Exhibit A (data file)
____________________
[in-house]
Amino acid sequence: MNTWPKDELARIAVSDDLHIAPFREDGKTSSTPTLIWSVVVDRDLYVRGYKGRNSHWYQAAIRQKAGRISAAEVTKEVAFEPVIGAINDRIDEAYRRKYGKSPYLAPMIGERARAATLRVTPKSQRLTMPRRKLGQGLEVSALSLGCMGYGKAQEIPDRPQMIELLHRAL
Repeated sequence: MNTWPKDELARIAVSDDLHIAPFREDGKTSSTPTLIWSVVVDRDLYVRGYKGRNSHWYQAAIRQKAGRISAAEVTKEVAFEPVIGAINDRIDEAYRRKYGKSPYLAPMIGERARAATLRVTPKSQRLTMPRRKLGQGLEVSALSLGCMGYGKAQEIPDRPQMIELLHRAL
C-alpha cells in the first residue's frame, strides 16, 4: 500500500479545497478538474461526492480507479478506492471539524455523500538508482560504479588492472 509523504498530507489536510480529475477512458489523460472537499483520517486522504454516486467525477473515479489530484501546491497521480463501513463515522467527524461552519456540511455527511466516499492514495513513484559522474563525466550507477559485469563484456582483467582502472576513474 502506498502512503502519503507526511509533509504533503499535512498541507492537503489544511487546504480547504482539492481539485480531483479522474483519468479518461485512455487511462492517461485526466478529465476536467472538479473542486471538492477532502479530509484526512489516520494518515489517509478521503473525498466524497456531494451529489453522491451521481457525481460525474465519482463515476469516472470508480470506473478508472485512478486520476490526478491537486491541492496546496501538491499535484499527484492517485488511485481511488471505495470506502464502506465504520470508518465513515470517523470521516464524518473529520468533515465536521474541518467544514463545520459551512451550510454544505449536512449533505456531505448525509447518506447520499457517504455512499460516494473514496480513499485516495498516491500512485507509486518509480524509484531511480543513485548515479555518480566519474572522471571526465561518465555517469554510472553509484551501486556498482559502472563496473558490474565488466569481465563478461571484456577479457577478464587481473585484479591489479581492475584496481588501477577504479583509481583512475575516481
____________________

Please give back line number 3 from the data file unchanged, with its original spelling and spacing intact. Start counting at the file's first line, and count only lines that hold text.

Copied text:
Repeated sequence: MNTWPKDELARIAVSDDLHIAPFREDGKTSSTPTLIWSVVVDRDLYVRGYKGRNSHWYQAAIRQKAGRISAAEVTKEVAFEPVIGAINDRIDEAYRRKYGKSPYLAPMIGERARAATLRVTPKSQRLTMPRRKLGQGLEVSALSLGCMGYGKAQEIPDRPQMIELLHRAL